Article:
Right. So let's talk a little bit about that. We've had a, we did a pod before about AI and the future thereof, but maybe the thing I want to call out specifically is this idea that production level tasks are on a freight train. Is to say moving fast, moving hard. How do you maybe defend that a little bit?

Like why, why do you think it's what, what's the pace at which it's gonna move?

[00:17:55] Taylor Holiday: that, yeah, that's fair. I, I think I look at What I've seen AI output in terms of how quickly went from Chat GPT doesn't exist to now. There's, I think, 3000 plugins on Chat GPT to now. 

You watch things like code interpreter and mid journey and all these things, and. It seems like the output is moving out like exponentially in a way that if you fast forward 18 months, it feels really hard to imagine that mid journey can't speak into existence, any product photo you could ever want, you know, like that kind of thing. 

And so I think in that case it feels like we're moving really, really fast now. I tend to be a futurist on these things. I can be the mainstream adoption can lag for sure on some of it, but. 

One of the things I really believe, so yesterday on the panel yesterday was Ben, the president of True Classic Tee. And one of my other things I really believe is that the businesses that are going to win in the future are going to be like, have major operational and labor leverage. And True classic Tees is a nine figure e-commerce brand with a team of 57 people. They win because they can spend like 40% of their revenue, 50% of their revenue on marketing and still pr be really profitable because their opex is like sub 10% of revenue.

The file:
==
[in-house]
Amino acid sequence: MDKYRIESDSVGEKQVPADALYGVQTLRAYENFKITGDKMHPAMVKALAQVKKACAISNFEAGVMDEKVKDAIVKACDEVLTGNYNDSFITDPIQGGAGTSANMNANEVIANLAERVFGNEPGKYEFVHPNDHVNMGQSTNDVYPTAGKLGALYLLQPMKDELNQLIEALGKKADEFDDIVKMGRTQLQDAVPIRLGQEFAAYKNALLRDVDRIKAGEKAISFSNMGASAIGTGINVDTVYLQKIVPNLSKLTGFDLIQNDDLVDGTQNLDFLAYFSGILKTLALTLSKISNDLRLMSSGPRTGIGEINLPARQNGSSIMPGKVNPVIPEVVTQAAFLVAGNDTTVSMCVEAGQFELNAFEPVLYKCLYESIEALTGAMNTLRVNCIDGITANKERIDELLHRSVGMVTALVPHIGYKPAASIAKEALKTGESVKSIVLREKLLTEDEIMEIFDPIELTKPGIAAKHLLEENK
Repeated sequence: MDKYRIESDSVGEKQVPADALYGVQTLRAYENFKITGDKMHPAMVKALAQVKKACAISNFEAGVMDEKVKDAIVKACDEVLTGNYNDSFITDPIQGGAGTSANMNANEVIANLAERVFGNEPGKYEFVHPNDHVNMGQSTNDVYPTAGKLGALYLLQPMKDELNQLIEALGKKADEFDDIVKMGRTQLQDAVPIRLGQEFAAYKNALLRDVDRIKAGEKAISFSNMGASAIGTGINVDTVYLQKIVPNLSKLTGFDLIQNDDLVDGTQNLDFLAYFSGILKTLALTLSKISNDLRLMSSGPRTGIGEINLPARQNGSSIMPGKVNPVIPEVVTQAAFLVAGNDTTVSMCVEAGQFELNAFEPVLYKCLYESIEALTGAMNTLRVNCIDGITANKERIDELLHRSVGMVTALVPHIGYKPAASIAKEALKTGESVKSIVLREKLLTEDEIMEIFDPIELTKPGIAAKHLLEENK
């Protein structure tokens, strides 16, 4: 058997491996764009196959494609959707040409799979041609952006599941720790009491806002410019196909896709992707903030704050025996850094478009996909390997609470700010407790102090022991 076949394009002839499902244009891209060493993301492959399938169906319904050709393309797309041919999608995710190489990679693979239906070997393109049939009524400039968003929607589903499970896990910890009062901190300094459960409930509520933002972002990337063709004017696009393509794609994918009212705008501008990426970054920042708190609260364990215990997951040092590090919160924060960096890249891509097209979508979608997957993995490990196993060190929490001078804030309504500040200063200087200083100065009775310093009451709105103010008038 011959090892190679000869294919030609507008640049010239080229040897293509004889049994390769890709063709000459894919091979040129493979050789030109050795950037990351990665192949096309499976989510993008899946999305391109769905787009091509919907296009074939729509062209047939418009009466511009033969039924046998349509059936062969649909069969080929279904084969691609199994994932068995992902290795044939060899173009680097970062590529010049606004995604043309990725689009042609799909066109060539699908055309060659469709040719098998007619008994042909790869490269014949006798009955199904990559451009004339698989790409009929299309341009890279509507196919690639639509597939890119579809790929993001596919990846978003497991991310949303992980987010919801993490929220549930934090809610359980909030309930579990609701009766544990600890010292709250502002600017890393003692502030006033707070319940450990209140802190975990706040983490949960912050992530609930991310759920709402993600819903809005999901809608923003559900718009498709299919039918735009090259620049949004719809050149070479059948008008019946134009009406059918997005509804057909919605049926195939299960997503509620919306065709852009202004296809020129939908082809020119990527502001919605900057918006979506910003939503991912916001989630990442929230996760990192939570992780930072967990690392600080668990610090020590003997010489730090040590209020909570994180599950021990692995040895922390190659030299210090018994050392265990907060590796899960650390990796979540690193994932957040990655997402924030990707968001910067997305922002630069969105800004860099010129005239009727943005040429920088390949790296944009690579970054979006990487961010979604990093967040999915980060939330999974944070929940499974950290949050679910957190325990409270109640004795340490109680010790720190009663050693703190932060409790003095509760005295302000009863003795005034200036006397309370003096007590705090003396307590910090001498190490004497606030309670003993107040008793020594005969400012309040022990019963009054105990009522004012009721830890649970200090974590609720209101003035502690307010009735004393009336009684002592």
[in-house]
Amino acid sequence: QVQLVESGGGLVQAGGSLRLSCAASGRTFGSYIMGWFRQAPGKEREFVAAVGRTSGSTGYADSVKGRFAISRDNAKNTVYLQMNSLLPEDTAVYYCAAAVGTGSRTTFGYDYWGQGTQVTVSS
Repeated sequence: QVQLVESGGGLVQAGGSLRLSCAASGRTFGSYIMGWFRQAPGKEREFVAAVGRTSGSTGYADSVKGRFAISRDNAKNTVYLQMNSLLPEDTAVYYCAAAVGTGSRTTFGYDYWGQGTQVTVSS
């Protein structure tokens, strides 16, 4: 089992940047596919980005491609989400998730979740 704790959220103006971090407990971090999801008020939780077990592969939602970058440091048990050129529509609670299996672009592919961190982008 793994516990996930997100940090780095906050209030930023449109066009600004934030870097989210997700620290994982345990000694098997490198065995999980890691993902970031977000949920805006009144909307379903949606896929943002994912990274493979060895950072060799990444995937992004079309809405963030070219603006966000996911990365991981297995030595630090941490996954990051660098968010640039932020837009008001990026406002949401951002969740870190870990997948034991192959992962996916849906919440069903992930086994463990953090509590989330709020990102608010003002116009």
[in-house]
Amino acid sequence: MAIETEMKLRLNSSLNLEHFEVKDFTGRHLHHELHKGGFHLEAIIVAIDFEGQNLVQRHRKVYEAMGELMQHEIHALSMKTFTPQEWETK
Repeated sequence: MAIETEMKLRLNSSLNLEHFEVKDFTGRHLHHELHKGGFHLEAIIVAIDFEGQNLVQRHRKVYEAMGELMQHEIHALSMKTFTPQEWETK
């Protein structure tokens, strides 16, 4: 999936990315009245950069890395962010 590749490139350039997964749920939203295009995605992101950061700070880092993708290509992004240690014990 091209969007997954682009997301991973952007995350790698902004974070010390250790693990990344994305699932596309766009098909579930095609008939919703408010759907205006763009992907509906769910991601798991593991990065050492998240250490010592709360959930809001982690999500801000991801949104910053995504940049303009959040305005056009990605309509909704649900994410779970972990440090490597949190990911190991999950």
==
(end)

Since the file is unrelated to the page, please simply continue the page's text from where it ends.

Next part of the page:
And, and that is just such a fundamental advantage. And when he talks about why. He says that they like have, he says it's related to culture and values and the way that they see work and the expectation of work and the lack of bureaucracy and their commitment to AI, like as a, as a corporate strategy for increasing output of individuals. 

And you just realize that, yeah, like if you want to grow fast not having moving slow doesn't help and a lot of people tend to gum up the system in decision making and. Also being able to spend more of your dollars in a marketing and advertising is the way you do. It's sort of the same thing that Ridge does.